At this point stoke was high, but looked up at the next pitch, was unsure. It did not look straight forward, although we could see at least five bolts. This pitch was long around 160 feet and stayed pretty sustained with some good rests. Cody took this lead, and worked his way up through cracks, and into a hole. After about five minutes we asked if he was okay, and he shuttered a little and said, “I guess I should keep climbing, I think I’m okay.” His nerves were shaken, but he gracefully pulled through the last layer of rock and up to a belay. At this point he discovered the climb didn’t top out, but was nice enough not to break it to us.

After both Jason and I stemmed, groveled, and fought our way to the top of this pitch we were all ready to rap. Cody, nerves shaken, reminded us about the beers we’d brought to drink on the summit, and cracked his open! At this point I was ready to rapell and saved mine for the bottom. After a sweet free hanging, but un eventful rappel all three of us reached the based. We were so excited to be off, and super excited about what we’d just done. We shared the remaining beers while watching the sun set behind the Mogollon Rim. Vivid reds, oranges, and purples, shone in contrast to the black sky and red rock. The remaining ray’s illuminated the 500 foot red wall sweeping behind us in a surreal orange glow.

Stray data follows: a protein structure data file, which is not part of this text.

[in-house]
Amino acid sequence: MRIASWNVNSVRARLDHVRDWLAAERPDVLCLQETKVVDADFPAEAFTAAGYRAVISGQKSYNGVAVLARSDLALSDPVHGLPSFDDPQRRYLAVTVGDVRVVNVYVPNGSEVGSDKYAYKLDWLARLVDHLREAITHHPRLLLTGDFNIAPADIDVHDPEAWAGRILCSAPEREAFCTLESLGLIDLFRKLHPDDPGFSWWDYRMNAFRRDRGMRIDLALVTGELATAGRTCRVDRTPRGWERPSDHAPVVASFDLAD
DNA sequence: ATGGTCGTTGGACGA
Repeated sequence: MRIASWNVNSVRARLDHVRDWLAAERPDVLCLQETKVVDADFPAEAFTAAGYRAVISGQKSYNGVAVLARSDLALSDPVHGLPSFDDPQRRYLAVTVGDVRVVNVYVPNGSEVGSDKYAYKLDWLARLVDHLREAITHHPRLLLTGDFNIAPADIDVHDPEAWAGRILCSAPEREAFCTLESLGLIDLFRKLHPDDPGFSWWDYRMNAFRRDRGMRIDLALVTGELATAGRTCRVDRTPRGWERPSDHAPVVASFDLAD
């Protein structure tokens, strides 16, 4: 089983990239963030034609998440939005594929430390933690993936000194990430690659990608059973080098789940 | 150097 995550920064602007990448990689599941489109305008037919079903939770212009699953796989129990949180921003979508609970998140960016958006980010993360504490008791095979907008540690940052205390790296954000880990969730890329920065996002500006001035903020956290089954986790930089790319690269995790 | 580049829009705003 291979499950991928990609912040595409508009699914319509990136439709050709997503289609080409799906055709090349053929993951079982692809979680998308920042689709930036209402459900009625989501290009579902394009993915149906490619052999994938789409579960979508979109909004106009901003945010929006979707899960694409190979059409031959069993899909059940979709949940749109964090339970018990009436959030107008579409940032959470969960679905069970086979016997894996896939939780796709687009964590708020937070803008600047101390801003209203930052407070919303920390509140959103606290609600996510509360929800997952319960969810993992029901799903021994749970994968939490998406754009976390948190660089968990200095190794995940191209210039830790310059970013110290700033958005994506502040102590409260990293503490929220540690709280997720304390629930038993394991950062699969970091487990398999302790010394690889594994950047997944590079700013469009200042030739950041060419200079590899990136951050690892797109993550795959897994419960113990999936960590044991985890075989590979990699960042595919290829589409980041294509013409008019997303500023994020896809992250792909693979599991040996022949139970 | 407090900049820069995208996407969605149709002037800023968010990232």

The hike down was awesome with the light, and the smell of the desert in the early evening filled our nostrils. This earthy smell seems to fume out of the red dirt and the Junipers filling the air with freshness and rebirth.

While the climb itself was amazing, the best part was the people. Each of us pushed ourselves, each of us had a proud lead, and each of us had a great day out! This is what climbing is about and I’m thankful for how close I live to Sedona, and the amazing friends I have to climb there with!